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Commerce Raiding in the Irish Sea

Cian Lynch | University College Cork


During the First World War, roughly 5,000 merchant vessels were sunk; roughly 1,800 of these in Irish waters. In a final grand strategic gamble, Germany unleashed its fleet of U-boats upon the waters of Great Britain and Ireland to literally starve Britain out of the war. Ireland, then an integral part of the United Kingdom, served as a crucial source of foodstuffs and raw materials for Britain to sustain its war effort and so naturally became a target for the German Navy. 


At the outbreak of war, Britain was the largest maritime power the world had ever seen, though it had a crucial weakness; as a heavily industrialised nation, and an island at that, Britain was reliant on imports to sustain its populace and economy. Of most immediate concern was its reliance on imported food; two-thirds of Britain’s food originated abroad and eighty per cent of its key foodstuff, cereals. Lacking sufficient agricultural production or significant reserves of food or raw materials, Britain was an opportune target for a blockade.  


A German-language map of the world. Great Britain appears as an Octopus pulling all the world towards it.
The German perspective of British trade reaching all corners of the globe and pulling resources towards Britain. The caption reads “Freedom of the seas.” Image source: P.J. Mode collection of persuasive cartography, #8548. Division of Rare and Manuscript Collections, Cornell University Library.

In response to the Royal Navy’s successful blockade of Germany, the Imperial German Navy sought to retaliate in 1915. The High Seas Fleet of the German navy could not defeat Britain’s Grand Fleet in open battle, so instead Germany turned to a campaign of commerce raiding to force Britain out of the war; its fleet of submarines was unleashed upon shipping in British waters without due regard for the safety of the crews or cargo aboard. In an even more obscene violation of maritime law, even the vessels of neutral nations could be targeted by U-boat commanders within these waters.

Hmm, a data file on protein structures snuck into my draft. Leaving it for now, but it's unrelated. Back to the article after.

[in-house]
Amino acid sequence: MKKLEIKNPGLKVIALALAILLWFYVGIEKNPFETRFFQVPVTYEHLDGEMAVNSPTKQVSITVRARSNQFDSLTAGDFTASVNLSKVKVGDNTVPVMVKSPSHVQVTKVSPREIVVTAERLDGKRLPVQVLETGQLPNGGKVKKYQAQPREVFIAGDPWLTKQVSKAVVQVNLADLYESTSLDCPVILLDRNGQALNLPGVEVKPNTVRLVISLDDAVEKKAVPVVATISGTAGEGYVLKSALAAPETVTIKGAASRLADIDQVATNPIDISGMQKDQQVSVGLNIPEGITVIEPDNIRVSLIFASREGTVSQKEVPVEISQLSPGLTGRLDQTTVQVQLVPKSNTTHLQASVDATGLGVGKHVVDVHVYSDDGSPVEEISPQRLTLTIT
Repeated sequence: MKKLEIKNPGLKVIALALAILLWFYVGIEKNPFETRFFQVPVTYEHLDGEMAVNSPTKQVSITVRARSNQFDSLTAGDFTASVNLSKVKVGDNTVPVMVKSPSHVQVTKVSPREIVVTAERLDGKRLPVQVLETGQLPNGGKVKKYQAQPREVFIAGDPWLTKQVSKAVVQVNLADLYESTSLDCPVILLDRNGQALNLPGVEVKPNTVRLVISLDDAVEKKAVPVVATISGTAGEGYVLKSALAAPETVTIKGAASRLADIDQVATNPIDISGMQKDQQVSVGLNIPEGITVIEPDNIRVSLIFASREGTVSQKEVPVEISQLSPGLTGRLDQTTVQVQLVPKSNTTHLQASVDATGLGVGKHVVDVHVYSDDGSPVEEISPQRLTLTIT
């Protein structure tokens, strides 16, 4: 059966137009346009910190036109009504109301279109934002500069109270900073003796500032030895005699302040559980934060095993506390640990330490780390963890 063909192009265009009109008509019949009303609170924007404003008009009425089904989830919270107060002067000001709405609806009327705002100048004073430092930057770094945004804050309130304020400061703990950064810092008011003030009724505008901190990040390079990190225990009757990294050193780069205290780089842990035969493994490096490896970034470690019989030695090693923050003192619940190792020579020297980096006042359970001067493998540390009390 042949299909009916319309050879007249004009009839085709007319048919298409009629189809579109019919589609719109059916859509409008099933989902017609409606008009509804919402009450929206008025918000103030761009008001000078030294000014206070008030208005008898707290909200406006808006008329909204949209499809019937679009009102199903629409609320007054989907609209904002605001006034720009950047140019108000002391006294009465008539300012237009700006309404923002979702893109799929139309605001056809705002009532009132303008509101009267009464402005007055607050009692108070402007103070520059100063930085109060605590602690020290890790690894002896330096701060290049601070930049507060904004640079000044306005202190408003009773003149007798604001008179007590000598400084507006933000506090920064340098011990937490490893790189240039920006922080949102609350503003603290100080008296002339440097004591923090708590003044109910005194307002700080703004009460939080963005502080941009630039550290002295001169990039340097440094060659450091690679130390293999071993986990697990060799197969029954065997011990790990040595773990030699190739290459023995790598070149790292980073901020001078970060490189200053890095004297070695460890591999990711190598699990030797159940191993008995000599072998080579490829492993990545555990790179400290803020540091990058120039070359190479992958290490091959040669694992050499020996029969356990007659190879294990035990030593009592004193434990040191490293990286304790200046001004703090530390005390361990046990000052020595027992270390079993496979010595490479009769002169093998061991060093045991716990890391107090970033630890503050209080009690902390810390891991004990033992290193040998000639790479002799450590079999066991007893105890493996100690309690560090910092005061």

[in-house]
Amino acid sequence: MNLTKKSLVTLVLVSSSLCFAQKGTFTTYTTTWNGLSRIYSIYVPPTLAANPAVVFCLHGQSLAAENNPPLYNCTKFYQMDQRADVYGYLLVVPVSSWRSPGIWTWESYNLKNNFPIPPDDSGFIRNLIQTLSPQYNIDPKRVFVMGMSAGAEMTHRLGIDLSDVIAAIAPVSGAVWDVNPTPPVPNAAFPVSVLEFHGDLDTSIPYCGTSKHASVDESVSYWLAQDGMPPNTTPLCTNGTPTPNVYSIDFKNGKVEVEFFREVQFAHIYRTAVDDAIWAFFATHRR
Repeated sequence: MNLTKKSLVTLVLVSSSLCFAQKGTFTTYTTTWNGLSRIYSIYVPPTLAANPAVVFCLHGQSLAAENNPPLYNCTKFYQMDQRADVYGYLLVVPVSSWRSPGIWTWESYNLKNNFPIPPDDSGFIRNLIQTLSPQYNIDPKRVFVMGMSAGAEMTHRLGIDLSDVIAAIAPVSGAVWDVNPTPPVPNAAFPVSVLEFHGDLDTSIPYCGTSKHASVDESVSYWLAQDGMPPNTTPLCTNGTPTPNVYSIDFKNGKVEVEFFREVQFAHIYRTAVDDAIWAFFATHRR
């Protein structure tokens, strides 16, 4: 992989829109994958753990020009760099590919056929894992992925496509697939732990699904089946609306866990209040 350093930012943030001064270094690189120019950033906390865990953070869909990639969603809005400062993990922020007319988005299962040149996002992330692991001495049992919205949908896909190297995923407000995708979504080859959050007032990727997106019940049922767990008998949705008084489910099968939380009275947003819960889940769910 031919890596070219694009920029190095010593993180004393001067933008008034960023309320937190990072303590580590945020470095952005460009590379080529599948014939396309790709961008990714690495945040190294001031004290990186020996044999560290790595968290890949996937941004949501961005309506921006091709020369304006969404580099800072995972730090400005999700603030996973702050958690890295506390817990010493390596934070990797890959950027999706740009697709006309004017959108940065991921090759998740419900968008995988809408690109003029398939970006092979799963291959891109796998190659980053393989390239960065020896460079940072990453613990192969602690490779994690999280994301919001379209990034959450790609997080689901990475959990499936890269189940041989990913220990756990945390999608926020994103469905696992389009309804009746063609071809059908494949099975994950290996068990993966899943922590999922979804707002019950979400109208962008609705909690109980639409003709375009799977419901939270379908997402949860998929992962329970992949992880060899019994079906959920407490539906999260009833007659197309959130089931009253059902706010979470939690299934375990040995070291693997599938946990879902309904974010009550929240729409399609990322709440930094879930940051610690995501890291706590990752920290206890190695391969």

This would be part of a campaign of unrestricted submarine warfare. Put simply, the commanders of Germany’s fleet of submarines would not be required to follow international law within defined warzones in the waters of Entente nations, namely the United Kingdom, France, Italy, Russia, and later the United States of America. Ships could be torpedoed without warning, mines could await unlucky victims off every headland and at the mouth of every harbour, and worst of all, no effort would often be made to rescue survivors who would be left to perish in the icy waters of the North Atlantic. 

Part of a recruiting poster showing drowning women and children in the wake of the RMS Lusitania disaster. 1,198 people would perish in this incident. Image source: Hampton Sides, ‘Erik Larson’s ‘Dead Wake,’ About the Lusitania’, The New York Times. 5 March 2015.

Naturally, the barbaric nature of this campaign would be offensive to the sensibilities of all nations, but most crucially to the neutral United States. In order to balance the desire to crush British shipping with the strategic necessity of keeping the US out of the war, the initial campaign of commerce raiding lasted only eight months. This brief reprieve would not last long; from 1917 until the war’s end, Germany would launch a renewed campaign of submarine warfare, with the desire to force Britain out of the war before the US could come to its aid.